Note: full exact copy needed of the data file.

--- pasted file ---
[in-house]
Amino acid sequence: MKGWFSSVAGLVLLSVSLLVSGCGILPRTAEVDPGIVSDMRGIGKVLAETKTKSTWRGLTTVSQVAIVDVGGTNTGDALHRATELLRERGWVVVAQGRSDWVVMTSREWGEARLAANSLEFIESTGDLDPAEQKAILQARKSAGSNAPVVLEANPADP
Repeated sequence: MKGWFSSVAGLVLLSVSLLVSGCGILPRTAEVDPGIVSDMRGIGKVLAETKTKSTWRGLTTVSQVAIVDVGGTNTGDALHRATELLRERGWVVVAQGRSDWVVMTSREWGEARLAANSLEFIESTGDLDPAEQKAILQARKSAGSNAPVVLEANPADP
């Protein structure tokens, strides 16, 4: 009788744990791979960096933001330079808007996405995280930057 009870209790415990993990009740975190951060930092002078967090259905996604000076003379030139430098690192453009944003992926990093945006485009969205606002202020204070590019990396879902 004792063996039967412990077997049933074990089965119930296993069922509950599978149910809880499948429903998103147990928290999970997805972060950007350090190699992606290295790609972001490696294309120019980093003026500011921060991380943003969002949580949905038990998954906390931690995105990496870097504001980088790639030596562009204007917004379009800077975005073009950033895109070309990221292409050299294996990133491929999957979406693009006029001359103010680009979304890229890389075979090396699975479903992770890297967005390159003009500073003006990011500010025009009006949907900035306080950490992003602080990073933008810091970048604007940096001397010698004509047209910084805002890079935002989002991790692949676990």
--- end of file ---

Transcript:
[in-house]
Amino acid sequence: MKGWFSSVAGLVLLSVSLLVSGCGILPRTAEVDPGIVSDMRGIGKVLAETKTKSTWRGLTTVSQVAIVDVGGTNTGDALHRATELLRERGWVVVAQGRSDWVVMTSREWGEARLAANSLEFIESTGDLDPAEQKAILQARKSAGSNAPVVLEANPADP
Repeated sequence: MKGWFSSVAGLVLLSVSLLVSGCGILPRTAEVDPGIVSDMRGIGKVLAETKTKSTWRGLTTVSQVAIVDVGGTNTGDALHRATELLRERGWVVVAQGRSDWVVMTSREWGEARLAANSLEFIESTGDLDPAEQKAILQARKSAGSNAPVVLEANPADP
């Protein structure tokens, strides 16, 4: 009788744990791979960096933001330079808007996405995280930057 009870209790415990993990009740975190951060930092002078967090259905996604000076003379030139430098690192453009944003992926990093945006485009969205606002202020204070590019990396879902 004792063996039967412990077997049933074990089965119930296993069922509950599978149910809880499948429903998103147990928290999970997805972060950007350090190699992606290295790609972001490696294309120019980093003026500011921060991380943003969002949580949905038990998954906390931690995105990496870097504001980088790639030596562009204007917004379009800077975005073009950033895109070309990221292409050299294996990133491929999957979406693009006029001359103010680009979304890229890389075979090396699975479903992770890297967005390159003009500073003006990011500010025009009006949907900035306080950490992003602080990073933008810091970048604007940096001397010698004509047209910084805002890079935002989002991790692949676990």